Why am I writing these tutorials? By writing it I hope people start getting back into programming after giving up at first. Or maybe you always wanted to start but never did. Make sure you don’t get stuck at hurdles I had a lot of trouble getting by and which might make you want to stop. Also the fact that there is a serious lack of programming information out there. Remember to never give up if you hit a rough spot in your programming journey. Just step away from it for short moment and dive back in it again and you will see you will get by that hurdle. Another valuable asset is having a mentor. Someone you can contact when you just don’t get a certain part and who can explain it to you in a simple way and make you understand and continue with your journey. There is no greater feeling when you suddenly start to understand a topic you never could before. I still experience this often and many more will come.
If you have suggestions or need help please let me know. I would love to get feedback on my tutorials or if you have some suggestions regarding topics I could discuss please let me know. If you are an experienced Amiga programmer and happen to read the tutorials and see errors or have a better suggestion on how to do certain tasks please let me also know. I am also still learning so I am always open for feedback. Some topics I might discuss would also be new to me so I am bound to make an error or two somewhere down the line.
For starters I suggest you have a look at “Start programming – The totally free way” at OS4 Coding
It is an introduction to programming on OS4 emphasizing on the “free” part. It talks about Codebench as the (free) integrated development environment (IDE). Unfortunately Codebench needs AmigaOS 4.1 Update 1 or later and since I have OS4 running I am unable to use this.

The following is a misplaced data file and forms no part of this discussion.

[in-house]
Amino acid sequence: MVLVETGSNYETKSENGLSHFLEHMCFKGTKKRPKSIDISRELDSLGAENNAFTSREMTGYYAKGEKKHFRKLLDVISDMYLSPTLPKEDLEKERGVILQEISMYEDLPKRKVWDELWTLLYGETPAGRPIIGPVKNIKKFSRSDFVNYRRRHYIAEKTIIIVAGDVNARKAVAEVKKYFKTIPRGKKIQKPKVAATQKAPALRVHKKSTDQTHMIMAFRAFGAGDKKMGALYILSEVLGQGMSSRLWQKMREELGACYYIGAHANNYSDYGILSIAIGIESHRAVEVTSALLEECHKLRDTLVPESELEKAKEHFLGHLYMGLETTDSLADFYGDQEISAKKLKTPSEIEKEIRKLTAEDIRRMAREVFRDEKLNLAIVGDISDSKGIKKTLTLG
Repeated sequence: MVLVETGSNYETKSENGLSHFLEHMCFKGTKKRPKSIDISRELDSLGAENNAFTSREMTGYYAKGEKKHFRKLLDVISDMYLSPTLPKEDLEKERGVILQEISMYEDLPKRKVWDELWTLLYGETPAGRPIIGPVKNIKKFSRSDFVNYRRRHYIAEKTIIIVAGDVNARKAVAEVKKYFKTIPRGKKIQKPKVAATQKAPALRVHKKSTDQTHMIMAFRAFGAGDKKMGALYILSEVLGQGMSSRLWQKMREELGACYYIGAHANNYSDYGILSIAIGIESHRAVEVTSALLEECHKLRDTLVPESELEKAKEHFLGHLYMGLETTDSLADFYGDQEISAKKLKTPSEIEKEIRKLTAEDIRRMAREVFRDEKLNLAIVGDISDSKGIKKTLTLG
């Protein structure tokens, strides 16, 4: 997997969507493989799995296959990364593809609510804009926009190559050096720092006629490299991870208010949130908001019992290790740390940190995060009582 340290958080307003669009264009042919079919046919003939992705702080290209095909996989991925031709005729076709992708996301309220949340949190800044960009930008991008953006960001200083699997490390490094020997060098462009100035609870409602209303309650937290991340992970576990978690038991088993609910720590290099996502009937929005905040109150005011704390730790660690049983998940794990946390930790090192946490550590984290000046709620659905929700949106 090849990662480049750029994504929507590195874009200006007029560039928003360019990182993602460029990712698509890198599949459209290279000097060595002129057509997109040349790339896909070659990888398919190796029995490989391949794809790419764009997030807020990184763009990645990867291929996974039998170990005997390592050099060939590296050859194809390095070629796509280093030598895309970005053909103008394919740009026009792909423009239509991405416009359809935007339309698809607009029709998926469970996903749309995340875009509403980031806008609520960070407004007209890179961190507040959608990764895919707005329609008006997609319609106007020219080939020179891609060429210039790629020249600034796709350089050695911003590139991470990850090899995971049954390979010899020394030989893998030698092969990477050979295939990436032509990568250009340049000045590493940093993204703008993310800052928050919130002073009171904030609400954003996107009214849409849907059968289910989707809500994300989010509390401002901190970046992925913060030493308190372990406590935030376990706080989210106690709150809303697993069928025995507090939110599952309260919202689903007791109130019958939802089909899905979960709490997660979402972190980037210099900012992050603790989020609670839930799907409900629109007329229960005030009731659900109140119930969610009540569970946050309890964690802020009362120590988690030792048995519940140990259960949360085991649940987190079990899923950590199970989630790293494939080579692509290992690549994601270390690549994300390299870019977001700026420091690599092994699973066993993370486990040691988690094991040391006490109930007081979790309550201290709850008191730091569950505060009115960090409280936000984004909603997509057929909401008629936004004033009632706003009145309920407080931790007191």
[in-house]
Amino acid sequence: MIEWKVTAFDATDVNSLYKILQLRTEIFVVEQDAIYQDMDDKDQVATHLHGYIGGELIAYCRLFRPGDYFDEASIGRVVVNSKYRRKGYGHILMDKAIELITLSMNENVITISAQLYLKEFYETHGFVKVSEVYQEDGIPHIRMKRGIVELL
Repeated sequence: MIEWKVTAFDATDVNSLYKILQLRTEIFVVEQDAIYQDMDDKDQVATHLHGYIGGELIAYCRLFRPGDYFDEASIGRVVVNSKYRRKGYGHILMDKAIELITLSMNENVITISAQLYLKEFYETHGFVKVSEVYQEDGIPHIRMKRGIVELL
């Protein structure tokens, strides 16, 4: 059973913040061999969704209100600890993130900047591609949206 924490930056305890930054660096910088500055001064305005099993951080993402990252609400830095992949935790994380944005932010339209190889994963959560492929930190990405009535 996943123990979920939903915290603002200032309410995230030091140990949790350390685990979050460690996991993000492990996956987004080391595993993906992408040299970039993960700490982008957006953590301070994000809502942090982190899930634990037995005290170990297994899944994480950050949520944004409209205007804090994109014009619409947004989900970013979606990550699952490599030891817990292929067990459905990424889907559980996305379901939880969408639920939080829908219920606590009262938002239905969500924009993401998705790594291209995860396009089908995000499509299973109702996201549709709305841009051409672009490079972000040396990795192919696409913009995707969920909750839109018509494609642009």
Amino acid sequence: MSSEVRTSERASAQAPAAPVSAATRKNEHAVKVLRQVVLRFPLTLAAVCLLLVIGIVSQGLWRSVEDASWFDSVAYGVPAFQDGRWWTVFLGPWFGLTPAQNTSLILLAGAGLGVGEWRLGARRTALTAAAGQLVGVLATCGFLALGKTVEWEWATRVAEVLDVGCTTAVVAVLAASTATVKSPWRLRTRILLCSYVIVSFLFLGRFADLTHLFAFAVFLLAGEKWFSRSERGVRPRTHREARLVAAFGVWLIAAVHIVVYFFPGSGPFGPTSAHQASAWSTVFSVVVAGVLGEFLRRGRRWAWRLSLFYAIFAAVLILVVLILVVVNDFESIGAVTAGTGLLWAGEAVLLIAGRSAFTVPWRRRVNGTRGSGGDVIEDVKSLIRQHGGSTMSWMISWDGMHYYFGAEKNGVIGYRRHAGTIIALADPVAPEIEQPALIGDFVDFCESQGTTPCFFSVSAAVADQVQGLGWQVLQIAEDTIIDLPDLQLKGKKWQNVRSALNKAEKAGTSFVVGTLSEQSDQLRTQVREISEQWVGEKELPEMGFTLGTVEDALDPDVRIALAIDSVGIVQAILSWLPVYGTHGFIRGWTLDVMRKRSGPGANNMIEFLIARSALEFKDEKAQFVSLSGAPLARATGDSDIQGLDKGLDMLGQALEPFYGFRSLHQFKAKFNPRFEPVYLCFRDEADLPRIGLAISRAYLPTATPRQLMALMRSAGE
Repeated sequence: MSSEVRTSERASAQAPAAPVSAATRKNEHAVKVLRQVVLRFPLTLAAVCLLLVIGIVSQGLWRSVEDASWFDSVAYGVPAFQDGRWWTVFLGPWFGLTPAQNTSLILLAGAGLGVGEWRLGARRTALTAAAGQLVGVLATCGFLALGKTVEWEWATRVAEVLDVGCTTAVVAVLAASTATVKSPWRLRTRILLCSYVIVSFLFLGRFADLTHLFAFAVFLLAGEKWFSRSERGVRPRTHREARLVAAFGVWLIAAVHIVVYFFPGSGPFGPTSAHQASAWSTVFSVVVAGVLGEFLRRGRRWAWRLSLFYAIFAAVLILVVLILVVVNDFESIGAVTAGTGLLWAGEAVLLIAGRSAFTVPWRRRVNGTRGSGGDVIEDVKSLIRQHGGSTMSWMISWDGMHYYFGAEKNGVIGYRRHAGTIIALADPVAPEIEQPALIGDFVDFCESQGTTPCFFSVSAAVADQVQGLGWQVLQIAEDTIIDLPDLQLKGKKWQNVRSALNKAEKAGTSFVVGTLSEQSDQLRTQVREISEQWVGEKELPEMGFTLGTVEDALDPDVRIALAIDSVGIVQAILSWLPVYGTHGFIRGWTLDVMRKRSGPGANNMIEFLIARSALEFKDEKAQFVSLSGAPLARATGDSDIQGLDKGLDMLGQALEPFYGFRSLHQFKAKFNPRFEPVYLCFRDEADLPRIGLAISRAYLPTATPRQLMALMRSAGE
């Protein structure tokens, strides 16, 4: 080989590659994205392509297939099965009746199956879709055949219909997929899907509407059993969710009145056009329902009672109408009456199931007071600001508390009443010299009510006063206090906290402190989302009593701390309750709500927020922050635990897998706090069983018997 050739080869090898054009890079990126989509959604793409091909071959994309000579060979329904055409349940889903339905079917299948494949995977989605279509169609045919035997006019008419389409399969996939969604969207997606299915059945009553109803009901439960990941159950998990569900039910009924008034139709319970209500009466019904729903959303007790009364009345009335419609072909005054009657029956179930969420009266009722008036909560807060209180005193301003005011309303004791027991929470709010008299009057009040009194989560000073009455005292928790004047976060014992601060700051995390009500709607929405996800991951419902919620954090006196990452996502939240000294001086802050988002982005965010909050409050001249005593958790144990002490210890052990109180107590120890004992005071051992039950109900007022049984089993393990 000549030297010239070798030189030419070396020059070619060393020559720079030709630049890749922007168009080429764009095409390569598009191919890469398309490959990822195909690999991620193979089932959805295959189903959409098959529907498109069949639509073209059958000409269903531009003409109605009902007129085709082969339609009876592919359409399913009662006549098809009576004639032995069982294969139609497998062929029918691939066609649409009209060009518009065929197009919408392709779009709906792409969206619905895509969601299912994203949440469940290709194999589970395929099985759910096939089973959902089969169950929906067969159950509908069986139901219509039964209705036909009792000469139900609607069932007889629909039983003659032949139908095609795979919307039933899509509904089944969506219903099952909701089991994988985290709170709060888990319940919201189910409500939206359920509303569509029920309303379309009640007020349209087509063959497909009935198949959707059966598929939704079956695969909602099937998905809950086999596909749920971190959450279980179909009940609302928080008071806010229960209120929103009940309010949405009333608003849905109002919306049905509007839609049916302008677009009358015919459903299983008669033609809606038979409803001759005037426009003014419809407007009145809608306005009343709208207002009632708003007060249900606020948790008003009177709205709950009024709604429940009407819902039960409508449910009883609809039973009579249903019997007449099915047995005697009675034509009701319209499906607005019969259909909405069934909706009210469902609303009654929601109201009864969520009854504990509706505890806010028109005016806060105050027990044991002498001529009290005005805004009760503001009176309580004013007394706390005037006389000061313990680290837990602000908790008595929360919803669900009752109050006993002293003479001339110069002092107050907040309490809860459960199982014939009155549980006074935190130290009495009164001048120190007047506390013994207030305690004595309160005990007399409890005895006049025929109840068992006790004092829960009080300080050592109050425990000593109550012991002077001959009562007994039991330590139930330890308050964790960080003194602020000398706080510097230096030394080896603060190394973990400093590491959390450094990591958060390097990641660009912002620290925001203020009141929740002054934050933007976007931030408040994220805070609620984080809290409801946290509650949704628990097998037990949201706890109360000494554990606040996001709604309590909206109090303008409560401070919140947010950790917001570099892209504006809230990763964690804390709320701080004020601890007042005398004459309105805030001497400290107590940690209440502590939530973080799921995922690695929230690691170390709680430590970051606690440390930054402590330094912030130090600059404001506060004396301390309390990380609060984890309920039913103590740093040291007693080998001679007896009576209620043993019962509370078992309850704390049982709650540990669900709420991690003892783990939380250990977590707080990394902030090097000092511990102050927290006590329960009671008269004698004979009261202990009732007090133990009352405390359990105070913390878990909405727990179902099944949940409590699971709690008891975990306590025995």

Another free editor with syntax highlighting is Annotate. It works on AmigaOS 3.x, AmigaOS 4.x, MorphOS 1.x and AROS.
I use Cubic IDE from Dietmar Eilert myself. It is not free and currently it costs Euro 49,90. There are special discount sales often which allows you to buy it at a discounted price. Usually around Easter and Christmas Dietmar sells it at a discount price. I am really happy with Cubic IDE and also the support from Dietmar. Every time I needed some help he was really quick to reply with the solution.
You would have to do some extra work to get the Amiga OS4 SDK to work with Cubic IDE. Trixie wrote a tutorial on how to get the latest OS4 SDK to work with Cubic IDE. SDK stands for Software Development Kit. The Amiga OS4 SDK contains everything developers need to take advantage of all the new AmigaOS 4.1 features including updated includes and autodocs.
To sum it up you will need the below to start programming on Amiga Os4:
– The Amiga OS4 SDK (Software Development Kit)
– Editor which can be a simple text editor with or without syntax highlighting or a IDE package (Integrated Development Environment) which contains a editor and various other tools
In this series of tutorials I am not going to teach the basics of the language C. There are other sources that are doing a great job on teaching you this. So instead of teaching the basics of C we start right away with programming on OS4. For me one of the best books that taught me programming in C is Sams’ Teach Yourself C in 24 hours from Tony Zhang. I would suggest you also check out the Amiga C Programming Tutorial from Michael Ness. I should say this is a must that you read this tutorial. Some of my first information can also be found in Mike’s tutorial but we will dive further into OS4. Till next time when I show you how deep the rabbit hole goes.